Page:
Asia News Archive
With a film screening and a panel discussion, the UCLA Asia Institute and partners launch a Central Asia Initiative. The goal is to understand societies and cultures long on the fringes of study. Anticipating a UCLA conference in October 2008, historians on the panel ask what changed on the steppes of Central Asia as states acquired the means to move and deport whole peoples, and as nomads increasingly stayed put.
Terasaki Chair Thomas Rimer discusses the beginnings of Western classical music in Japan and the life of Japan's first well-known composer.
On May 7th, MAKE ART/STOP AIDS and the International Institute will host AIDS|SIDA - Global Updates, Art, and Performance, from 1 to 5pm, Kaufman Hall 200. Noel Alumit reviews the exhibition now at the Fowler Museum.
Jacqueline Cogdell DjeDje is an international expert on things she once snubbed, with articles on gospel and spirituals and a new book on fiddling, "Fiddling in West Africa: Touching the Spirit in Fulbe, Hausa, and Dagbamba Cultures."
A crackdown on protesters in Tibet last month triggered demonstrations in London and Paris amid the running of the Olympic torch, effectively turning this summer's sporting contest in Beijing into what some are calling the "Human Rights Games." Richard Baum, veteran Sinologist and professor of political science, talked to Staff Writer Ajay Singh about China's decades-old Tibet challenge.
Todd Presner, associate professor of Germanic Languages and Jewish Studies and self-described "techie-humanist," is the mind behind Hypermedia Berlin, an online geodatabase that enables visitors to virtually explore the famous German city layer by layer and era by era.
According to Derek Bickerton of the U of Hawaii, the convergent evolution of creole languages permits us a window into the "default settings" of human speech.
Kimono stylist Nobuaki Tomita explains the kimono-making process, while showcasing his work and discussing the traditional Japanese costume's history.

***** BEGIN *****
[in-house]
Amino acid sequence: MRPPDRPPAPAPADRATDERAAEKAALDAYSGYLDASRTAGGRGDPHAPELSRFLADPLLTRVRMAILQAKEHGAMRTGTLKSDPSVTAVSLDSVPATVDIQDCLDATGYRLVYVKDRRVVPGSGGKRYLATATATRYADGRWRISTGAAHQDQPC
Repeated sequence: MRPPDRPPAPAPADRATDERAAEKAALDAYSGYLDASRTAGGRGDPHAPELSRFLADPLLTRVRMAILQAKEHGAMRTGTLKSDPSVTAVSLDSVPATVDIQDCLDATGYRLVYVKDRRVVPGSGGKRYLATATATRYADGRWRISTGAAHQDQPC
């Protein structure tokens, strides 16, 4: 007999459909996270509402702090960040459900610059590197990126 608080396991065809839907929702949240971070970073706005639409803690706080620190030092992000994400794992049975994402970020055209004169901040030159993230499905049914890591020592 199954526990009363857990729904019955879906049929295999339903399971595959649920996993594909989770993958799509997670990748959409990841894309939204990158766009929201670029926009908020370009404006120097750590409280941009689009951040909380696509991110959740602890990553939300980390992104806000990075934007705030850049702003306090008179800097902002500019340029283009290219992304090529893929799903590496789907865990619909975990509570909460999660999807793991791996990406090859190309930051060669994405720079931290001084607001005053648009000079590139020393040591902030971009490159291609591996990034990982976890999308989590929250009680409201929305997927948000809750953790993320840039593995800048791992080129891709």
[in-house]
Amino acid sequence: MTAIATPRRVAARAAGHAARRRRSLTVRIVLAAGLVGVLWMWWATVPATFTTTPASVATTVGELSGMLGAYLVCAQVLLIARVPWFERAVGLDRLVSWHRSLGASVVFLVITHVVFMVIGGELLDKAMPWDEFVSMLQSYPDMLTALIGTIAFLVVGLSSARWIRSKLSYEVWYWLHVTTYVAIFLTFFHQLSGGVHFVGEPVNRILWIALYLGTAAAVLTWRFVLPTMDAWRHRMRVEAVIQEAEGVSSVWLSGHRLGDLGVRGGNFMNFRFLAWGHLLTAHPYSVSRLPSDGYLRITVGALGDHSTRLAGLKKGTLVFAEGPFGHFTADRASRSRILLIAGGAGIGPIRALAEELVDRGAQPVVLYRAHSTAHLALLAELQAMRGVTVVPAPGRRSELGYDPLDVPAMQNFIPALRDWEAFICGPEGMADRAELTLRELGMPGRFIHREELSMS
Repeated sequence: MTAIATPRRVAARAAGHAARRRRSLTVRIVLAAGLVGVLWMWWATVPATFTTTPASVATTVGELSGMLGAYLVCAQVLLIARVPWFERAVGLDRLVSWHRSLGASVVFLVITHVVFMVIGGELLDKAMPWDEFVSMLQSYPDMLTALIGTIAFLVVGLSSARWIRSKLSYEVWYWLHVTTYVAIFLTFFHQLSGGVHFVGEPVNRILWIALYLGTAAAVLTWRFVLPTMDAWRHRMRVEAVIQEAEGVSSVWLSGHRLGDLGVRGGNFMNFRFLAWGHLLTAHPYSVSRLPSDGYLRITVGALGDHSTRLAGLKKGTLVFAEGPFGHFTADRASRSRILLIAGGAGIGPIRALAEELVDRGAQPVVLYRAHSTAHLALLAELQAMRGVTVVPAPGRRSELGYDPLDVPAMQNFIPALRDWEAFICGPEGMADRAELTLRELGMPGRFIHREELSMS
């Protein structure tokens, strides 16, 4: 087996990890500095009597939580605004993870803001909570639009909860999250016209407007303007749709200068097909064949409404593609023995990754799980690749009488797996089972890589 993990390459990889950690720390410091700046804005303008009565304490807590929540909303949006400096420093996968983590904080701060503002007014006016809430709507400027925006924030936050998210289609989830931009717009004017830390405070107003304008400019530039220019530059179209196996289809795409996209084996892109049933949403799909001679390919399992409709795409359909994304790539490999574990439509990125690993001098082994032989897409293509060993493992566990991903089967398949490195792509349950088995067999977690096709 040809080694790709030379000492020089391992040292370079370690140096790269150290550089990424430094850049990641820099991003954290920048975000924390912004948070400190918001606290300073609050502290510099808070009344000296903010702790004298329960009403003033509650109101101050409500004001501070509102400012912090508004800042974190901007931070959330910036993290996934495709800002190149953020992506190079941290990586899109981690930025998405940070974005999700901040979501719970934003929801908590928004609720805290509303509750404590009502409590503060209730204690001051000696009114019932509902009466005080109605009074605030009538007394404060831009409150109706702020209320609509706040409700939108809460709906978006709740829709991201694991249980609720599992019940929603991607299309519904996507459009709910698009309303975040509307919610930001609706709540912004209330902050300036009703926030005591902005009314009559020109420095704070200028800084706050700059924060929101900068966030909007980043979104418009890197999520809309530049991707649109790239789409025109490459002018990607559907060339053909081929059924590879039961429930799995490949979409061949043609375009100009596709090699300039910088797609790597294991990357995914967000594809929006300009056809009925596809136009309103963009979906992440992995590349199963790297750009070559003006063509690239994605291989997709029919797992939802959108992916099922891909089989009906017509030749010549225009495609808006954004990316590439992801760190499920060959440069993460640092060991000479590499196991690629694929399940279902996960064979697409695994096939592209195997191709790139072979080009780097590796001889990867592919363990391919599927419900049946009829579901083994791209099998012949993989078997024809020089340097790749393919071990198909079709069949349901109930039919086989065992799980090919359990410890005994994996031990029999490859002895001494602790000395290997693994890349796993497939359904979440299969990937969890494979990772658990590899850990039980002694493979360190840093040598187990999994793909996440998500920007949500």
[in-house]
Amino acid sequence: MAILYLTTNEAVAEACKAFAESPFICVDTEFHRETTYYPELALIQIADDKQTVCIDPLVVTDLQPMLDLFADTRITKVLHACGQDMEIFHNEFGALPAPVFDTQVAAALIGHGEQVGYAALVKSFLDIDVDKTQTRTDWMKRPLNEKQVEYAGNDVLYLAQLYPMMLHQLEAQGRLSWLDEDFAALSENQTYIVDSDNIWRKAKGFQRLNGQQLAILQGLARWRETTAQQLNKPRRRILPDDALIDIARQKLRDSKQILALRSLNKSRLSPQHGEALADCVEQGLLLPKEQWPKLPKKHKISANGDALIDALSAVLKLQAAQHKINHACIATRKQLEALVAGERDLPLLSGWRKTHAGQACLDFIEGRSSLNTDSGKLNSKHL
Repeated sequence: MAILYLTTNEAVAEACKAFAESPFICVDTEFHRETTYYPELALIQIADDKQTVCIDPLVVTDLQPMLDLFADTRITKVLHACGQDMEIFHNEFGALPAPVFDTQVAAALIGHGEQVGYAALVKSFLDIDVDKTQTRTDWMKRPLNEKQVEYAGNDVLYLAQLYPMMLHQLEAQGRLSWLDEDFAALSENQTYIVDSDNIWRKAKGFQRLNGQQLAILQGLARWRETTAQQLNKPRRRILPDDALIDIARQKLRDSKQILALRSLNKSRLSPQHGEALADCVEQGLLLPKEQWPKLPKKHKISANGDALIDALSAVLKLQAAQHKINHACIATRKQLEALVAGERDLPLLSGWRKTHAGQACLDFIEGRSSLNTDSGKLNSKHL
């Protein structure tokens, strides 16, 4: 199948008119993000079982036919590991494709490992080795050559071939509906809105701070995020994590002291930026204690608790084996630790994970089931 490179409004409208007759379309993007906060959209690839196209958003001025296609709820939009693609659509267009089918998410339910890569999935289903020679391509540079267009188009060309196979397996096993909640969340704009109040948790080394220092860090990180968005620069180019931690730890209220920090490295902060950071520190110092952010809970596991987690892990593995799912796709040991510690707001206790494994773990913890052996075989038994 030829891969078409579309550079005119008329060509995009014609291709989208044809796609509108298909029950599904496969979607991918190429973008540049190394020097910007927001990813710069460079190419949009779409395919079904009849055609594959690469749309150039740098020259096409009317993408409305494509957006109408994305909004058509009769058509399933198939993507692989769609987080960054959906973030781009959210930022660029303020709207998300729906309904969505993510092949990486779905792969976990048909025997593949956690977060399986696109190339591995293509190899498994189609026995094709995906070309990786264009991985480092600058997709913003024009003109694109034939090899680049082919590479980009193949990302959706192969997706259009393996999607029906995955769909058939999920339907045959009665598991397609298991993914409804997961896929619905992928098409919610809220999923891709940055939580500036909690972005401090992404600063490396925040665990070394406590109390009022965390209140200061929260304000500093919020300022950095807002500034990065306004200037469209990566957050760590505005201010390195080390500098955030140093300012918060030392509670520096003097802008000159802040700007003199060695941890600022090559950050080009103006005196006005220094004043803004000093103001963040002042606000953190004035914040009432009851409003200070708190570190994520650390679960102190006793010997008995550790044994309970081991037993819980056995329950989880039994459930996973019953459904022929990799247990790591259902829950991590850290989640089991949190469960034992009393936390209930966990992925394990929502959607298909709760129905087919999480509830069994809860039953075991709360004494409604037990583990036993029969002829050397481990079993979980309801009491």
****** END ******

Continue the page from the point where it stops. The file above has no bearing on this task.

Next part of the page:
The 2008 Pulitzer Prize for general nonfiction goes to the occupant of UCLA's 1939 Club Chair in Holocaust Studies, for the second volume of his seminal history.
A talk by David Der-wei Wang, in the series New Directions in Taiwan Studies
Northern Illinois University's John R. Bentley pokes holes in the view that 'Sendai Kuji Hongi' ('Kujiki') is a derivative historical text.
The Washington Monthly, March 2008
How Denmark stays progressive, pro-U.S., and thoroughly multilateral, as explained by Ambassador Friis Arne Petersen, the country's top representative in Washington.
Multinational corporations that partner with the Burmese military and military-led government share the responsibility for human rights abuses, argue two representatives of EarthRights International at UCLA.
LA Times, March 12, 2008
Argentine director Fernando "Pino" Solanas screens and discusses his 2007 documentary about his country's achievements in science and engineering.
UCLA event on "Rogue States" features Gen. Wesley K. Clark and other foreign policy experts.
UCLA Today, March 3, 2008
New York Times columnist David Brooks delivered the Sixth Annual Daniel Pearl Memorial Lecture Tuesday to a capacity audience gathered at Korn Convocation Hall to remember the prominent Wall Street Journal reporter.
In a Q&A with AsiaMedia's Debory Li, former Singapore diplomat Kishore Mahbubani discusses his latest book and the future of the Asian hemisphere.
Asia's most famous diplomat, Kishore Mahbubani, has been going around the world outlining just why the United States needs to pay attention to Asia.
Brandeis University's Matthew Fraleigh explains how the 'shishi' passed on Chinese poetic traditions by reinventing the poem "The Song of the Righteous Spirit."
The findings, which were unearthed in 2006 and are still being analyzed, also suggest possible trade links with the Red Sea, including a thoroughfare from Mesopotamia, which is known to have practiced agriculture 2,000 years before ancient Egypt.
The next round of applications for UCLA International Institute faculty grants, for globally oriented outreach and research, is due on March 3, 2008.
Americans are not less sensitive to the deaths of private soldiers in wars than they are to those of regular U.S. troops, UC-Irvine political scientist Deborah Avant and a colleague discovered. But the use of security contractors in combat zones has other implications for a democracy, she tells a UCLA audience. Listen to a podcast of her talk.
12 of 21 pages. Total Records: 515. Displaying 25 records per page.